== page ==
TORAH READING FOR 28 TEVET 5783 Jan 20-21, 2023
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From Reform Judaism https://reformjudaism.org/torah/portion/va-eira
Va’ëra (וָאֵרָא – “I (God) appeared [to Abraham, Isaac, and Jacob]”) – Ex. 6:2-9:35
God spoke to Moses and said to him, “I am the Eternal.” – Exodus 6:2
- Despite God’s message that they will be redeemed from slavery, the Israelites’ spirits remain crushed. God instructs Moses and Aaron to deliver the Israelites from the land of Egypt. (6:2-13)
- The genealogy of Reuben, Simeon, Levi, and their descendants is recorded. (6:14-25)
- Moses and Aaron perform a miracle with a snake and relate to Pharaoh God’s message to let the Israelites leave Egypt. (7:8-13)
- The first seven plagues occur. God hardens Pharaoh’s heart, and Pharaoh rescinds each offer to let the Israelites go. (7:14-9:35)
From Wikipedia https://en.wikipedia.org/wiki/Va%27eira#Haftarah
Connection to the Parashah
Both the parashah and the haftarah describe God’s instructions to a prophet to confront the Pharaoh of Egypt and bring on Israel’s redemption. Both the parashah and the haftarah address God’s judgments (shefatim) against Pharaoh and Egypt. A monster (tannin) plays a role in both the parashah and the haftarah: In the parashah, God turns Moses’ rod into a monster; the haftarah describes Pharaoh as a monster. In both the parashah and the haftarah, God attacks the river and kills fish. In both the parashah and the haftarah, God’s actions would cause the Egyptians to know (ve-yade’u) God. And in both the parashah and the haftarah, God proclaims, “I am the [Eternal One].”
From ReformJudaism.org https://reformjudaism.org/torah/portion/va-eira
By: Jonathan K. Crane
STRUGGLING WITH TORAH and REFLECTION
For Torah Study, instead of the portion from the Book of Exodus that is read on this Shabbat, we will read the Haftarah (a selection from the prophets) from Ezekiel 28:25-29:21. You can read this week’s Torah Portion at https://www.sefaria.org/Exodus.6.2-9.35 and the Haftarah we will be studying at https://www.sefaria.org/ https://www.sefaria.org/Ezekiel.28.25-29.21
From “The Torah / A Women’s Commentary” edited by Dr. Tamara Cohn Eskenazi and Rabbi Andrea L. Weiss, Ph.D.
וארא Va-eira – Exodus 6:2-9:35
Another View – by Naomi Steinberg, p. 349
IN THE PRECEDING PARASHAH, Pharaoh challenged Moses: “Who is יהוה that I should heed him and let Israel go?” (5:2). Earlier, Moses had anticipated that the Israelites would pose a similar question: “When I come to the Israelites … and they ask me, ‘What is his name?’ what shall I say to them?” (3:13). Divine self-revelation in parashat Va-eira answers these questions in two ways.
First, God declares: “I am יהוה; I appeared to Abraham, Isaac, and Jacob as El Shaddai, but I did not make Myself known to them by My name יהוה” (6:2). This personal divine name validates the promises made to the ancestors in Genesis. It also evokes God’s eternal nature (see at 3:14, 15). Moreover, introducing a new divine name signals a new beginning for Israel, as God prepares to bring them from slavery to freedom.
A second aspect of God becomes manifest in overpowering Pharaoh with the so-called plagues and even in controlling Pharaoh’s heart. The text makes it clear that the signs and wonders are part of God’s design–the means to demonstrate God’s control of history. Had there only been one or two, they might have been dismissed as a chance occurrence. However, Israel’s God is able both to inflict multiple signs and to withdraw them at a designated time.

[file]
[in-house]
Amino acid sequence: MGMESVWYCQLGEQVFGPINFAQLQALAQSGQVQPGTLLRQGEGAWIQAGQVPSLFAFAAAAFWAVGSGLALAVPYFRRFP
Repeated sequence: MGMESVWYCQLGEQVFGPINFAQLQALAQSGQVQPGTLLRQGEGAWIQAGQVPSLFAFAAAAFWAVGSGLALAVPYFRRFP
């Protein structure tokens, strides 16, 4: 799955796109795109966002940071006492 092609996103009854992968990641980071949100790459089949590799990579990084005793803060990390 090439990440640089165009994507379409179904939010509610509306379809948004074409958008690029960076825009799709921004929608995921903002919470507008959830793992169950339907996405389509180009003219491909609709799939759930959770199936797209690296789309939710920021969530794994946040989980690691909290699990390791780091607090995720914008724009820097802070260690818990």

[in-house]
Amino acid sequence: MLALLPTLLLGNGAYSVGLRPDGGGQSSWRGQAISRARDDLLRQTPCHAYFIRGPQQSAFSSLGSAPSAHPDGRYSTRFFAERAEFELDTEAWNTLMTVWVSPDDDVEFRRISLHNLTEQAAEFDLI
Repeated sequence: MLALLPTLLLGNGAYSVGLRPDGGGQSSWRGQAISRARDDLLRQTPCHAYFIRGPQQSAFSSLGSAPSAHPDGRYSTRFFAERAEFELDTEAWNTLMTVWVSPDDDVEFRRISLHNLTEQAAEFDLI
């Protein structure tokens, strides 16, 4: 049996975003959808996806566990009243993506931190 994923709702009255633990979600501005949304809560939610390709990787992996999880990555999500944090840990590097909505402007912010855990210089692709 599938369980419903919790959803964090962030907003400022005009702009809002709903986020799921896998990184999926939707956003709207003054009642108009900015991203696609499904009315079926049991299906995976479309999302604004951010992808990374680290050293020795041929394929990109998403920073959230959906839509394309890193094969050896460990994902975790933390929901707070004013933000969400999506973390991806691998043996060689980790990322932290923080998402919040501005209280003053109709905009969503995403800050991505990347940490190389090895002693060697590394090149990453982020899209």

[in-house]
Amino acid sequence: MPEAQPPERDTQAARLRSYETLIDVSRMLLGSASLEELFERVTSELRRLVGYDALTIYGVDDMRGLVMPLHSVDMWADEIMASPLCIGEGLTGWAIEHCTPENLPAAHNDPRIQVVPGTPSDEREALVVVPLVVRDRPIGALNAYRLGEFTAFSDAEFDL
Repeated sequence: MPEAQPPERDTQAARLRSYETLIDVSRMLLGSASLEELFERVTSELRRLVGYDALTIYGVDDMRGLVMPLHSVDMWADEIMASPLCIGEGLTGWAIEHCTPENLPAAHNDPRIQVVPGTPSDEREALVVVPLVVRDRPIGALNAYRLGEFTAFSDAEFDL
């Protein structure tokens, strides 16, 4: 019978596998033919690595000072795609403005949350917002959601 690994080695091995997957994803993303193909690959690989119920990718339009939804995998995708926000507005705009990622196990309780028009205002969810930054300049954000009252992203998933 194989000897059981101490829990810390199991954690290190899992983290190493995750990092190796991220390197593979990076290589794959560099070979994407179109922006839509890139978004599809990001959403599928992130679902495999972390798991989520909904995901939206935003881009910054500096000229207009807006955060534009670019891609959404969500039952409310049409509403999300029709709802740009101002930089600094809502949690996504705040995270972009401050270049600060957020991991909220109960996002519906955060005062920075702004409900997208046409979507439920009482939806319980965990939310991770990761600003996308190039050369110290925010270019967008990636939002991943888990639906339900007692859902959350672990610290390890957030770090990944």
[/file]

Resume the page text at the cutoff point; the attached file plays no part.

Given the high status of Pharaoh as god in Egyptian culture, it is especially significant that Israel’s God can also control and manipulate Pharaoh himself by hardening his heart in certain instances (4:21; 7:3; 9:12; 10:1, 20, 27; 11:10; 14:4, 8). Although hardening Pharaoh’s heart creates tension regarding Pharaoh’s culpability, it highlights God’s supreme control. God’s intentions are quite explicit: “I have spared you for this purpose: in order to show you my power, and in order that my fame may resound throughout the world” (9:16).
Thus, like the revelation at the burning bush (Exodus 3) and the revelation on Mt. Sinai (Exodus 19), the ten signs become a means of divine self-disclosure. They demonstrate God’s supreme power, proving that the Creator of the universe controls even the most powerful of human rulers.
Post-biblical Interpretations – by Anna Urowitz-Freudenstein, pp. 349-350
Amram took to wife his father’s sister Jochebed (6:20). While Moses’ mother is mentioned several times in the Torah, her proper name, Jochebed, is stated only twice, here and in Numbers 26:59. Here, she is simply described in the Hebrew as her husband Amram’s dodah, an imprecise term indicating a familial relationship. Numbers 26:59, however, makes clear that Jochebed was the daughter of Jacob’s son Levi (and that she was born to Levi in Egypt). That information has been taken into account in the translation of the present verse: Jochebed (daughter of Levi) was the aunt of her husband, Amram (grandson of Levi; Exodus 6:16, 18).
The Rabbis were uncomfortable with this marriage, since it appears to contradict the prohibition in Leviticus 18:12 against an aunt-nephew sexual/marital relationship. One response to this dilemma was simply to point out that the relationship was pre-Sinaitic and therefore was not restricted to the law as stipulated in Leviticus (BT Sanhedrin 57b–58b). Another rabbinic approach rested on further investigation into the meaning of the word dodah. According to BT Sanhedrin 58b, Jochebed was only a “half-aunt.” She and Amram’s father were said to have shared the same father (Levi), but they were born of different (unnamed) mothers. Therefore, the marriage of Amram and Jochebed was not prohibited as it was between a man and his half-aunt.